I Tried the ‘Portfolio Career’ Trend and Here’s What Happened

When I was laid off from my corporate marketing gig in the fall of 2015, I had no idea what I wanted to do with my life. All I knew was that I didn’t want to go back to the handcuffed existence I’d spent so much time working within.

One day, while surfing the internet, I saw a part-time internship listing for a local fitness company. Even though I knew my eight years of work experience and MBA made me overqualified, I applied. My thought was that it seemed fun and could bring in a paycheck while I figured things out. As luck would have it, the owner agreed to hire me (with a Director of Marketing title, no less) for five hours a week of work.

They say when it rains, it pours, and for me that proved true. A few weeks later, a former colleague introduced me to a friend who ran a marketing agency and needed a social media consultant. Boom. Five more hours of work per week. A couple months after that? Not one, but three coaching organizations hired me for anywhere from 3-10 hours of work.

Before I knew it, I was working a standard 40-hour work week (if not more) in no fewer than seven part-time jobs, splitting my time between career coaching, marketing consulting, and teaching at a local university. Although I hadn’t totally planned it, I had created a portfolio career.

You may have heard of portfolio careers, or, as they’re sometimes called, slash careers. It’s essentially when a single person works multiple part-time jobs, often in different industries or disciplines, rather than devoting all of their time to one, full-time role. Although 20 years ago, this might have been seen as a path taken only by those unable to secure full-time work, today it’s much more common, particularly among millennials and so-called “multipotentialites” who recognize that their skill sets can span more than one career path.

What do you do if this sounds so alluring that you’re ready to quit your full-time job today? First, slow your roll. As exciting as it seems, getting multiple jobs takes time, and you have to strategically consider whether the summation of income will allow you to maintain the standard of living that’s acceptable to you. Before you even start down this path, you’ll want to ensure you have a financial cushion, as well as a clear idea of how you’ll use your skills in different ways.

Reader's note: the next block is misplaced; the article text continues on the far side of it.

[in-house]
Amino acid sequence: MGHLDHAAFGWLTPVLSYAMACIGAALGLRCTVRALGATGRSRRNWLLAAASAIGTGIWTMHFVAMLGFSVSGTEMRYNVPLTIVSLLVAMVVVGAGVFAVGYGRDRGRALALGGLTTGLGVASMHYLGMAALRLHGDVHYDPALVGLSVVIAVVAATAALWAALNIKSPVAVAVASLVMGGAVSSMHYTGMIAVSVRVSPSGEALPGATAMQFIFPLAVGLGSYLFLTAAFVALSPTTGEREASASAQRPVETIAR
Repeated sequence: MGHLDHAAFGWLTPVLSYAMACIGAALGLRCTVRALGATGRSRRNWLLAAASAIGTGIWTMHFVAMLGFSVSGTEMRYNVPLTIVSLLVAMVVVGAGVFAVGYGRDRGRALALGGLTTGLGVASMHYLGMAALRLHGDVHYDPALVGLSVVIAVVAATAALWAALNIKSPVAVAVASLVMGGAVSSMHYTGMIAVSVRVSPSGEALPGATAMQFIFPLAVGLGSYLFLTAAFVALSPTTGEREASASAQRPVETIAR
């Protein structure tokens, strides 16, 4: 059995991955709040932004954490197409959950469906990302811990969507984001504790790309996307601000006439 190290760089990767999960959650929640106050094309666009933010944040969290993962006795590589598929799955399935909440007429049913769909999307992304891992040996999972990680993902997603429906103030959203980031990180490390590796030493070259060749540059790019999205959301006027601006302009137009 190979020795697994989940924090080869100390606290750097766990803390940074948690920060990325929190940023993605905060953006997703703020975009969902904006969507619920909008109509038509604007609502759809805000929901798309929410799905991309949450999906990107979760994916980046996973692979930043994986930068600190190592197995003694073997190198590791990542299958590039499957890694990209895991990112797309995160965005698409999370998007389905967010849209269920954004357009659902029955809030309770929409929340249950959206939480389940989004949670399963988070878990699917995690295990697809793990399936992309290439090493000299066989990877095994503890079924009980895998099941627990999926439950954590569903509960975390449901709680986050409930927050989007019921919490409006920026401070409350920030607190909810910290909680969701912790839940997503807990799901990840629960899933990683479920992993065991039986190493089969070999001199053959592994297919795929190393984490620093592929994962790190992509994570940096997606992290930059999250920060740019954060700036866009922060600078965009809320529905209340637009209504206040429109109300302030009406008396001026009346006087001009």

Will you be a nurse + actor + blogger? You may want to ensure your blog is already active and bringing in income, or that your company will allow you to maintain a flexible, part-time nursing schedule while going on acting auditions.

Want to be an independent management consultant + professor + personal trainer? Think carefully about how you’ll get your clients, what courses you’re qualified to teach, and what certifications you might need before you’re licensed to work.

Some other things to keep in mind: You’ll want to cost out private health insurance, and understand the financial impact it will have to no longer get employer-sponsored benefits, such as retirement packages and paid vacations. You may also want to consult with your accountant to ensure you’re properly saving, since you may be subject to higher self-employment tax.

Most importantly, start tapping that network now, well before you hope to make your transition. When I built my portfolio career, the common thread was relationships. That probably doesn’t sound surprising, since most of us know that roughly 80% of jobs come through networking. But truly, with the exception of that first position, every other role was one I was approached for based on a referral, recommendation, or simply having the right conversation with the right people at the right time. The more puzzle pieces you have in place in advance, the more secure you’ll feel in making the leap.

While any new venture takes time to get off the ground, you may want to say that in a year or 18 months you’ll re-evaluate and determine whether the new career style is working. Remember to consider items outside of salary, paying attention to how you feel in terms of stress level, work satisfaction, intellectual stimulation, and the like.

Although I’ve since made the decision to pack away my portfolio career and return to a full-time gig, the lessons I’ve taken away are multifold. I’m significantly better at prioritization and multitasking. I know how to be self-disciplined. I know how critical it is to find jobs where I have latitude and autonomy, not only over tasks, but how and when they are achieved.

But perhaps most importantly, I’ve learned there is no one “right” way to formulate a career. Each of us has the power to design a work arrangement that supports our definitions of success and honors our personal values along the way—and a portfolio career is just one of those many options.

Contemplating trying out a portfolio career yourself? SoFi members can connect with a SoFi Career Coach to help determine the next step for their careers. Not a SoFi member? Check out SoFi.com to see how SoFi help you.

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